The heavy rainfall that began in late June caused water levels of Wasa Lake to rise rapidly

The heavy rainfall that began in late June caused water levels of Wasa Lake to rise rapidly

Wasa community recovering from flooding

Sandbags are still in place while officials continue to request no boat traffic on lake.

While it appears the worst is over in Wasa, residents are still facing the unwelcome prospect of a major clean-up in the weeks to come.

“We’re just monitoring to see when the levels are reduced down to lake level and are not affecting any homes and then we can move forward with clean up,” Regional District of East Kootenay emergency services coordinator Carol Lind said.

Starting in late June, Wasa was one of the hardest areas hit by a period of heavy rainfall combined with spring runoff from the mountains. On July 12, Wasa was approved for disaster financial assistance from the Province. Lind said over 40,000 sandbags were delivered to the area, located about an hour and a half south of Invermere, to attempt to aid 17 residences. Only one family was forced to evacuate during that time — an elderly couple with access concerns — however, they were provided with emergency social service by the RDEK for a period of time, and have since returned home.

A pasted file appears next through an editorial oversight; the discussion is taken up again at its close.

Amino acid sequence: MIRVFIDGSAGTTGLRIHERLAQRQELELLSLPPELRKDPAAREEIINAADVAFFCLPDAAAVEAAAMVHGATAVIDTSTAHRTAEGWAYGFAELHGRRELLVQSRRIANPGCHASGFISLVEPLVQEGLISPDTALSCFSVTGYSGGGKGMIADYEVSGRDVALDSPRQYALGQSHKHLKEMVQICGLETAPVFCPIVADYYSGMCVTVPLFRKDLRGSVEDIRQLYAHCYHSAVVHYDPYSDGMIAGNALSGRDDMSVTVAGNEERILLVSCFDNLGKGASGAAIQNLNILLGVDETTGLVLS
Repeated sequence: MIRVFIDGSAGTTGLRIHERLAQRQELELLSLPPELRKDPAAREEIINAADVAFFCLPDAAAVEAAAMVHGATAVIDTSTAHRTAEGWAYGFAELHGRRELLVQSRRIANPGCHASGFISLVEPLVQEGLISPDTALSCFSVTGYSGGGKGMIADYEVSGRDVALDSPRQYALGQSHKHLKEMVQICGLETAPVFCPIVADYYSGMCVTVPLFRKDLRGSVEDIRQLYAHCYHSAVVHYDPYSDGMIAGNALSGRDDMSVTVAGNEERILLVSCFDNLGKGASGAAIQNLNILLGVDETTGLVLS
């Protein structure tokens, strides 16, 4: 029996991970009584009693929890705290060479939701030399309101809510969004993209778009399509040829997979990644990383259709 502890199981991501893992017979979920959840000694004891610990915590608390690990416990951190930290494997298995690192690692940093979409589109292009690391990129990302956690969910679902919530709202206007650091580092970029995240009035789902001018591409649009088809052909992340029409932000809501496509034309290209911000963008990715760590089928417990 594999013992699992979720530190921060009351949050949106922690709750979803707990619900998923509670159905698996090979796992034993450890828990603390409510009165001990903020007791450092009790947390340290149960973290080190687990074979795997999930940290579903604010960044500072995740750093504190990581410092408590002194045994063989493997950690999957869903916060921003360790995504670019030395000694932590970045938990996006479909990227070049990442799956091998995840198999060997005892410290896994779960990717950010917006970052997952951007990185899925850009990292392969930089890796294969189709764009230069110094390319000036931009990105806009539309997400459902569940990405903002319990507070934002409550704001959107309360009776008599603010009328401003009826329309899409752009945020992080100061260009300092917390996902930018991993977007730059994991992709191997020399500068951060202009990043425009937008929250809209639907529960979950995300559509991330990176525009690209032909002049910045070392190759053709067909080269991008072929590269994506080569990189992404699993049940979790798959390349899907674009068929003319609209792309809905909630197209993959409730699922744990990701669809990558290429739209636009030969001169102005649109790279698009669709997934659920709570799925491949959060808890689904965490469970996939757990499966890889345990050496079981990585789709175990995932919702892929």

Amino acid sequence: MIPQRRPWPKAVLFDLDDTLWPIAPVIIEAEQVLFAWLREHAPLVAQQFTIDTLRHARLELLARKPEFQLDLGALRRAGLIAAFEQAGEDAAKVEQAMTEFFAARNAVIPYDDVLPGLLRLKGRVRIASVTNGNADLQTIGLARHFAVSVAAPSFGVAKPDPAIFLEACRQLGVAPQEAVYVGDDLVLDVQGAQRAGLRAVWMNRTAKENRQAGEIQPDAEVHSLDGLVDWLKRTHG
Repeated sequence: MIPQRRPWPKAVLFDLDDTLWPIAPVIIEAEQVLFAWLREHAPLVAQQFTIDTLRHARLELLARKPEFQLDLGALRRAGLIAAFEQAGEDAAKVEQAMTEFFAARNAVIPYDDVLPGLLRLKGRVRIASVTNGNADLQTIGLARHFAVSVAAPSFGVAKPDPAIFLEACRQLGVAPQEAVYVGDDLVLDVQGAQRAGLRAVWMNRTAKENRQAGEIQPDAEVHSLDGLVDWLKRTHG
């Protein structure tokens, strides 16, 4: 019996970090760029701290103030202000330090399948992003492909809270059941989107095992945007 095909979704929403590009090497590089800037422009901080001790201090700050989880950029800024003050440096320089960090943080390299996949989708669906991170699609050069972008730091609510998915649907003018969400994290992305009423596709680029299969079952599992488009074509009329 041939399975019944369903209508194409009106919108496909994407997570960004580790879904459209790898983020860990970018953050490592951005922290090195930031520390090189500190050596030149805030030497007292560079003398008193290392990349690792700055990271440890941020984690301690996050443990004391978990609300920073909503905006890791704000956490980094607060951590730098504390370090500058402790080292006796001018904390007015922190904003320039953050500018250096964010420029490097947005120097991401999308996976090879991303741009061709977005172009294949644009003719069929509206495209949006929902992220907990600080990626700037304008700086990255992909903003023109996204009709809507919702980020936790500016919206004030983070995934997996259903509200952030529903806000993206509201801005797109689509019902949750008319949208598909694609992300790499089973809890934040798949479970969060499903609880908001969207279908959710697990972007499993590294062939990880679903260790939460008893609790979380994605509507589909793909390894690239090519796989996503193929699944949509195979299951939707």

Currently, water levels are dropping at a rate of about six inches per week, but Lind cautions that with constantly changing weather it is unknown when the lake will recede to normal levels.

“So far it has been decreasing steadily, so that’s a positive,” Lind said. “However, with forecasts of rain we don’t know what that will do to the lake levels, as it depends on how much [rain] we get.”

Once water levels recede to acceptable levels, the RDEK will remove the sandbags, while property owners will be responsible for removing any left over sediment on their property.

The RDEK is also still asking for no boat traffic on Wasa Lake as some residences are still affected, however this request is operating on a week-to-week basis.

 

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